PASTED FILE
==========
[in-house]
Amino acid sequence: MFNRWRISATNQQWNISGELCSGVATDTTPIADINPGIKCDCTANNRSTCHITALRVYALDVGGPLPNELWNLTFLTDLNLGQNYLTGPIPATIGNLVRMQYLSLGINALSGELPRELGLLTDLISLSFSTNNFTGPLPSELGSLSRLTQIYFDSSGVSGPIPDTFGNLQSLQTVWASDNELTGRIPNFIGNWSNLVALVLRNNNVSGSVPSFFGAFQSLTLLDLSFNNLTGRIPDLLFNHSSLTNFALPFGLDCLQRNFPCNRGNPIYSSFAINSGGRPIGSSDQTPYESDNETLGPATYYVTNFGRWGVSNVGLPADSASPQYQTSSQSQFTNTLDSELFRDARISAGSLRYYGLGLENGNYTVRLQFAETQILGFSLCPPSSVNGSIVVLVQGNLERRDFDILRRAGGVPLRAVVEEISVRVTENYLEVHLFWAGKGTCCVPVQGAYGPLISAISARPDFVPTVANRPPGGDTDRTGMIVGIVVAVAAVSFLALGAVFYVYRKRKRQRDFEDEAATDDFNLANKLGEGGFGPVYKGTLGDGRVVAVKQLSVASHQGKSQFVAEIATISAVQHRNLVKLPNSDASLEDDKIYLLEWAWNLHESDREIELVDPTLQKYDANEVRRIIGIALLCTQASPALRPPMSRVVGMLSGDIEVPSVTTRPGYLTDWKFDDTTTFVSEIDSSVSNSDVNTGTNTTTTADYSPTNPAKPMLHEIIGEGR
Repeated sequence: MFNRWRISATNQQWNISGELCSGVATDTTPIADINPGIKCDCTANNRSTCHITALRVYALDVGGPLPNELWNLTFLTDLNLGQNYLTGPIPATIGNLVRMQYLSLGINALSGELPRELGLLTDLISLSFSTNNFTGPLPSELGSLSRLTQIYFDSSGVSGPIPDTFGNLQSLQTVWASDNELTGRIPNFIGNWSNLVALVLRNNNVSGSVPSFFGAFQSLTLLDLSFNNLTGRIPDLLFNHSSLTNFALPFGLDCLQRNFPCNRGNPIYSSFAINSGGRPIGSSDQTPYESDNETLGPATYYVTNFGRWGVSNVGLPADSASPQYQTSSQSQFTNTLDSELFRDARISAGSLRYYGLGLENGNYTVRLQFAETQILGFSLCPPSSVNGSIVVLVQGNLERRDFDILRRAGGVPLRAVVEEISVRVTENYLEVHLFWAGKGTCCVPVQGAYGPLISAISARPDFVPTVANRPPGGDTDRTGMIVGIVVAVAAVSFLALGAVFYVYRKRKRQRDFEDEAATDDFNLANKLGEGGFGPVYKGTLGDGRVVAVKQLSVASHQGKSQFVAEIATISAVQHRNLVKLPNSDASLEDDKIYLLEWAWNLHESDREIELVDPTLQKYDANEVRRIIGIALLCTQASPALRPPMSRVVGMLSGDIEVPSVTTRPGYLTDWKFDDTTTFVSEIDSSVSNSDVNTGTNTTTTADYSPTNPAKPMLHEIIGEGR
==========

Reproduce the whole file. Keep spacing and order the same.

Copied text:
[in-house]
Amino acid sequence: MFNRWRISATNQQWNISGELCSGVATDTTPIADINPGIKCDCTANNRSTCHITALRVYALDVGGPLPNELWNLTFLTDLNLGQNYLTGPIPATIGNLVRMQYLSLGINALSGELPRELGLLTDLISLSFSTNNFTGPLPSELGSLSRLTQIYFDSSGVSGPIPDTFGNLQSLQTVWASDNELTGRIPNFIGNWSNLVALVLRNNNVSGSVPSFFGAFQSLTLLDLSFNNLTGRIPDLLFNHSSLTNFALPFGLDCLQRNFPCNRGNPIYSSFAINSGGRPIGSSDQTPYESDNETLGPATYYVTNFGRWGVSNVGLPADSASPQYQTSSQSQFTNTLDSELFRDARISAGSLRYYGLGLENGNYTVRLQFAETQILGFSLCPPSSVNGSIVVLVQGNLERRDFDILRRAGGVPLRAVVEEISVRVTENYLEVHLFWAGKGTCCVPVQGAYGPLISAISARPDFVPTVANRPPGGDTDRTGMIVGIVVAVAAVSFLALGAVFYVYRKRKRQRDFEDEAATDDFNLANKLGEGGFGPVYKGTLGDGRVVAVKQLSVASHQGKSQFVAEIATISAVQHRNLVKLPNSDASLEDDKIYLLEWAWNLHESDREIELVDPTLQKYDANEVRRIIGIALLCTQASPALRPPMSRVVGMLSGDIEVPSVTTRPGYLTDWKFDDTTTFVSEIDSSVSNSDVNTGTNTTTTADYSPTNPAKPMLHEIIGEGR
Repeated sequence: MFNRWRISATNQQWNISGELCSGVATDTTPIADINPGIKCDCTANNRSTCHITALRVYALDVGGPLPNELWNLTFLTDLNLGQNYLTGPIPATIGNLVRMQYLSLGINALSGELPRELGLLTDLISLSFSTNNFTGPLPSELGSLSRLTQIYFDSSGVSGPIPDTFGNLQSLQTVWASDNELTGRIPNFIGNWSNLVALVLRNNNVSGSVPSFFGAFQSLTLLDLSFNNLTGRIPDLLFNHSSLTNFALPFGLDCLQRNFPCNRGNPIYSSFAINSGGRPIGSSDQTPYESDNETLGPATYYVTNFGRWGVSNVGLPADSASPQYQTSSQSQFTNTLDSELFRDARISAGSLRYYGLGLENGNYTVRLQFAETQILGFSLCPPSSVNGSIVVLVQGNLERRDFDILRRAGGVPLRAVVEEISVRVTENYLEVHLFWAGKGTCCVPVQGAYGPLISAISARPDFVPTVANRPPGGDTDRTGMIVGIVVAVAAVSFLALGAVFYVYRKRKRQRDFEDEAATDDFNLANKLGEGGFGPVYKGTLGDGRVVAVKQLSVASHQGKSQFVAEIATISAVQHRNLVKLPNSDASLEDDKIYLLEWAWNLHESDREIELVDPTLQKYDANEVRRIIGIALLCTQASPALRPPMSRVVGMLSGDIEVPSVTTRPGYLTDWKFDDTTTFVSEIDSSVSNSDVNTGTNTTTTADYSPTNPAKPMLHEIIGEGR